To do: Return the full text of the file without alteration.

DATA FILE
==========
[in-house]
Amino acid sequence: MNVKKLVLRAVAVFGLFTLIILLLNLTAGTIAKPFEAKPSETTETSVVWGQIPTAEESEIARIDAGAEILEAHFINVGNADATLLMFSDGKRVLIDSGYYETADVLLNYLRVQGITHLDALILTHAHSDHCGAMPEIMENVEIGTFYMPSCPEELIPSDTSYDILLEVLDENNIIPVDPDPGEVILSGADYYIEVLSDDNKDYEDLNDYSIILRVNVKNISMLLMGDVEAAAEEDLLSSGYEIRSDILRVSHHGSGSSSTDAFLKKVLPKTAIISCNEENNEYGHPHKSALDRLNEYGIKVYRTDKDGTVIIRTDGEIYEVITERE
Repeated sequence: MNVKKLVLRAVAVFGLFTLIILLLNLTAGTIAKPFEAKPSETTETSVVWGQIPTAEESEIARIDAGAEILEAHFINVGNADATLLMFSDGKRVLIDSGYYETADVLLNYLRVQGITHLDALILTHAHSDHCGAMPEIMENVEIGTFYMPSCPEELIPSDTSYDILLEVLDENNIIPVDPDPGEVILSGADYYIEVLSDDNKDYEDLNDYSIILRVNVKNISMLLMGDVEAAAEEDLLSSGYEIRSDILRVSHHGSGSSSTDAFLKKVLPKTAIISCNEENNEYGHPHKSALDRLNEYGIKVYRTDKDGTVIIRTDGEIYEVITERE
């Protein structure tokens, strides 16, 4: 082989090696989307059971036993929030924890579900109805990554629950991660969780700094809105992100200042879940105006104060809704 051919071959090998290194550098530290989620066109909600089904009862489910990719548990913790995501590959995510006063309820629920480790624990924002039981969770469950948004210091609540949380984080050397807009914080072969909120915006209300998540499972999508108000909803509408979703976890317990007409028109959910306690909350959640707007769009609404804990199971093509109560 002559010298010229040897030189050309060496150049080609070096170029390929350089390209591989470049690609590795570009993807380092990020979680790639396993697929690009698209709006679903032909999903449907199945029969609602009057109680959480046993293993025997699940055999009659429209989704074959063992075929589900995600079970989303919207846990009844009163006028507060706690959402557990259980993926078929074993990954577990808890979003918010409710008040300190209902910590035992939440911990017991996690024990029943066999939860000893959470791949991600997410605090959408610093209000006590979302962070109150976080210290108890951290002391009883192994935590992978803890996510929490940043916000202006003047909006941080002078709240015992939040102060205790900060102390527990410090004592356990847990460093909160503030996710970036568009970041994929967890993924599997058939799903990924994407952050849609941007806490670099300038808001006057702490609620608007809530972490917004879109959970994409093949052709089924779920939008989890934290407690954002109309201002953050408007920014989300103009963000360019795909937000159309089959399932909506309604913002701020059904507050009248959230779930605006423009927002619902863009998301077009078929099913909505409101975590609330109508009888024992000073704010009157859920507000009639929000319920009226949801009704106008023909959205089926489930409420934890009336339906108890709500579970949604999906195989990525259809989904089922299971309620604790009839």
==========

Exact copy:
[in-house]
Amino acid sequence: MNVKKLVLRAVAVFGLFTLIILLLNLTAGTIAKPFEAKPSETTETSVVWGQIPTAEESEIARIDAGAEILEAHFINVGNADATLLMFSDGKRVLIDSGYYETADVLLNYLRVQGITHLDALILTHAHSDHCGAMPEIMENVEIGTFYMPSCPEELIPSDTSYDILLEVLDENNIIPVDPDPGEVILSGADYYIEVLSDDNKDYEDLNDYSIILRVNVKNISMLLMGDVEAAAEEDLLSSGYEIRSDILRVSHHGSGSSSTDAFLKKVLPKTAIISCNEENNEYGHPHKSALDRLNEYGIKVYRTDKDGTVIIRTDGEIYEVITERE
Repeated sequence: MNVKKLVLRAVAVFGLFTLIILLLNLTAGTIAKPFEAKPSETTETSVVWGQIPTAEESEIARIDAGAEILEAHFINVGNADATLLMFSDGKRVLIDSGYYETADVLLNYLRVQGITHLDALILTHAHSDHCGAMPEIMENVEIGTFYMPSCPEELIPSDTSYDILLEVLDENNIIPVDPDPGEVILSGADYYIEVLSDDNKDYEDLNDYSIILRVNVKNISMLLMGDVEAAAEEDLLSSGYEIRSDILRVSHHGSGSSSTDAFLKKVLPKTAIISCNEENNEYGHPHKSALDRLNEYGIKVYRTDKDGTVIIRTDGEIYEVITERE
């Protein structure tokens, strides 16, 4: 082989090696989307059971036993929030924890579900109805990554629950991660969780700094809105992100200042879940105006104060809704 051919071959090998290194550098530290989620066109909600089904009862489910990719548990913790995501590959995510006063309820629920480790624990924002039981969770469950948004210091609540949380984080050397807009914080072969909120915006209300998540499972999508108000909803509408979703976890317990007409028109959910306690909350959640707007769009609404804990199971093509109560 002559010298010229040897030189050309060496150049080609070096170029390929350089390209591989470049690609590795570009993807380092990020979680790639396993697929690009698209709006679903032909999903449907199945029969609602009057109680959480046993293993025997699940055999009659429209989704074959063992075929589900995600079970989303919207846990009844009163006028507060706690959402557990259980993926078929074993990954577990808890979003918010409710008040300190209902910590035992939440911990017991996690024990029943066999939860000893959470791949991600997410605090959408610093209000006590979302962070109150976080210290108890951290002391009883192994935590992978803890996510929490940043916000202006003047909006941080002078709240015992939040102060205790900060102390527990410090004592356990847990460093909160503030996710970036568009970041994929967890993924599997058939799903990924994407952050849609941007806490670099300038808001006057702490609620608007809530972490917004879109959970994409093949052709089924779920939008989890934290407690954002109309201002953050408007920014989300103009963000360019795909937000159309089959399932909506309604913002701020059904507050009248959230779930605006423009927002619902863009998301077009078929099913909505409101975590609330109508009888024992000073704010009157859920507000009639929000319920009226949801009704106008023909959205089926489930409420934890009336339906108890709500579970949604999906195989990525259809989904089922299971309620604790009839």